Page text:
Review: Redemption Point by Candice Fox

9780143781882.jpgCandice Fox, arguably Australia’s finest crime writer, has penned another taut and seductive thriller.  Redemption Point, the standalone sequel to 2017’s Crimson Lake, is meticulously plotted and magically propulsive, and shows precisely why Fox is the poster-woman of Australian crime fiction.

When former NSW Police Detective Ted Conkaffey was wrongly accused of abducting thirteen-year-old Claire Bingley, he disappeared to the steamy, croc-infested wetlands of Crimson Lake in Queensland, where he met the brilliant, but slightly deranged, Amanda Pharrell; an accused and convicted murderer operating as a private detective. Following the events of Crimson Lake, Conkaffey and Pharrell,  now investigative partners, are called to a roadside hovel called Barking Frog Inn, where the bodies of two young bartenders have been found, apparently victims of a robbery gone wrong. Hired by the father of one of the victims, Conkaffey and Pharrell ignore the warnings of the local cops and insert themselves into the investigation. But Ted’s attention is quickly diverted elsewhere when the father of Claire Bingley — the young girl he supposedly abducted — arrives in town seeking vengeance.

With precision and clarity, Fox unravels two disparate, but equally unsettling and compelling investigations. Ted Conkaffey and Amanda Pharrell are wonderfully epic heroes; tough, taciturn, yet vulnerable, and bolstered by a colourful supporting cast, whose aspirations and intentions are shrouded in mystery, purposefully enigmatic until Fox chooses to unveil their true natures. She merges a labyrinthine plot, deft characterisation and top-notch police procedure into a gut-wrenching, wickedly-addictive page-turner. There is no author writing today more capable of producing such well-assembled time bombs that demand reading long past bedtime. Seriously, those final hundred pages need to be swallowed in a single gulp.

ISBN: 9780143781882
Format: Paperback
Pages: 432
Imprint: Bantam
Publisher: Transworld Publishers (Division of Random House Australia)
Publish Date: 29-Jan-2018
Country of Publication: Australia

Review: Crimson Lake by Candice Fox

crimson-lakeAustralian crime fiction is experiencing something of a renaissance thanks to a handful of fresh female voices. Jane Harper’s The Dry was 2016’s darling and rightfully so — I called it “the year’s best achievement on the Australian crime writing scene” in my review, and named it my Book of the Year — and in 2015 I was absolutely blown away by Emma Viskic’s Resurrection Bay: “stripped-down and raw, and packs one helluva punch.” And then, of course, there’s Candice Fox, who has carved out a distinctive square on the map of contemporary crime writing with her Bennett / Archer trilogy (Hades, Eden and Fall), and  who ranks as one of my absolute favourite authors. Perhaps it’s too early to predict 2017’s Aussie crime fiction blockbuster, but one thing is for certain: Candice Fox’s Crimson Lake will feature in the conversation.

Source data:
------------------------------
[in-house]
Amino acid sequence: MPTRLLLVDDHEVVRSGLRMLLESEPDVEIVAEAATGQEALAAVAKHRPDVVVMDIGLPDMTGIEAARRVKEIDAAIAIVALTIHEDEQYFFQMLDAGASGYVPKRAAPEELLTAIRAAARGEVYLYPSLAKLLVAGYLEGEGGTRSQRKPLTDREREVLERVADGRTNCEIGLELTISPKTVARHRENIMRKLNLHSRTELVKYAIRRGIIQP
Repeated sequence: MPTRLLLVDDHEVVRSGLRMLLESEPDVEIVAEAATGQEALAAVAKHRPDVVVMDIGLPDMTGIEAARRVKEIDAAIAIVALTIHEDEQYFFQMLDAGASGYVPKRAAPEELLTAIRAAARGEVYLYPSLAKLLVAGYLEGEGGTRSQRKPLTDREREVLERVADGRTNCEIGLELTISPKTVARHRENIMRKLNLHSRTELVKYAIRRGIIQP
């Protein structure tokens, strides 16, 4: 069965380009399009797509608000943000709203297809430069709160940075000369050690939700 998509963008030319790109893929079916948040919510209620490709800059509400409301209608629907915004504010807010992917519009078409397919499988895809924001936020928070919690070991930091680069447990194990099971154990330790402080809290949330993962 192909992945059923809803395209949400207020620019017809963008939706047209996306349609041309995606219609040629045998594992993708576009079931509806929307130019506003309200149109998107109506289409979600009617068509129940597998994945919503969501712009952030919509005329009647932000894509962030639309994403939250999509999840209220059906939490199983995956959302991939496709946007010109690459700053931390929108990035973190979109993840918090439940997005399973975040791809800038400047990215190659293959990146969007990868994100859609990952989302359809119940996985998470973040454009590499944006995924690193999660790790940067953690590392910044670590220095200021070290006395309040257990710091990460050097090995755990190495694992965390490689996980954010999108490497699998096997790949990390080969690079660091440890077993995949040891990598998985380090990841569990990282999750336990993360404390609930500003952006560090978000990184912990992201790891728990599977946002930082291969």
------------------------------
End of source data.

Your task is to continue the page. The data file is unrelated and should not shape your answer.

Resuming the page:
Crimson Lake introduces former Sydney-based police detective Ted Conkaffey, who was accused, but not convicted, of abducting a 13-year-old girl. But the accusation is enough. To his wife, his peers, and the general public, a lack of conviction isn’t proof of innocence, just evidence of a lack of proof. Ted is an outcast. The life he had is over, and so he flees Sydney to Cairns: specifically the steamy, croc-infested wetlands of Crimson Lake. There he meets Amanda Pharrell — an accused and convicted murderer now operating as a private detective — and partners with her to investigate the disappearance of local author Jake Scully.

Veteran Fox readers will notice some thematic similarities between Crimson Lake and her Bennett / Archer trilogy. She is the absolute master of the enigmatic protagonist: characters with deep, dark secrets, who readers will follow and support, but with occasional hesitancy; because what if the worst is true? What if we’re  actually cheering on a killer in Amanda Pharrell? And Ted — our narrator — what if he’s hiding the truth from us? What if he is guilty of abducting the girl, and leading readers astray? We’re never quite certain — not totally — until the novel’s very end of how trustworthy and reliable Ted and Amanda are, which makes Crimson Lake incredibly compelling and propulsive.

Candice Fox’s prodigious ability to keep coming up with unforgettable characters elevates Crimson Lake beyond the standard police procedurals that proliferate the genre. Oh sure, Ted and Amanda’s investigation into Jake Scully’s disappearance is effectively handled — plenty of twists and red-herrings, and a heart-stopping climax to satisfy plot-focused readers — but it’s their uneasy comradeship, and their secrets which threaten to bubble to the surface, that make the novel a blast. It boasts Fox’s signature style, edge and humour to delight established fans, and will surely win new ones, too.

One of the best Australian crime writers just levelled up. If you haven’t jumped on the Candice Fox bandwagon, now’s the time. Crimson Lake will be one of 2017’s best crime novels, and Candice Fox has quickly established herself as one of our finest talents operating in the genre. That’s not hyperbole. It’s fact. Read Crimson Lake — you’ll see.

ISBN: 9780143781905
Format: Paperback
Pages: 400
Imprint: Bantam
Publisher: Transworld Publishers (Division of Random House Australia)
Publish Date: 30-Jan-2017
Country of Publication: Australia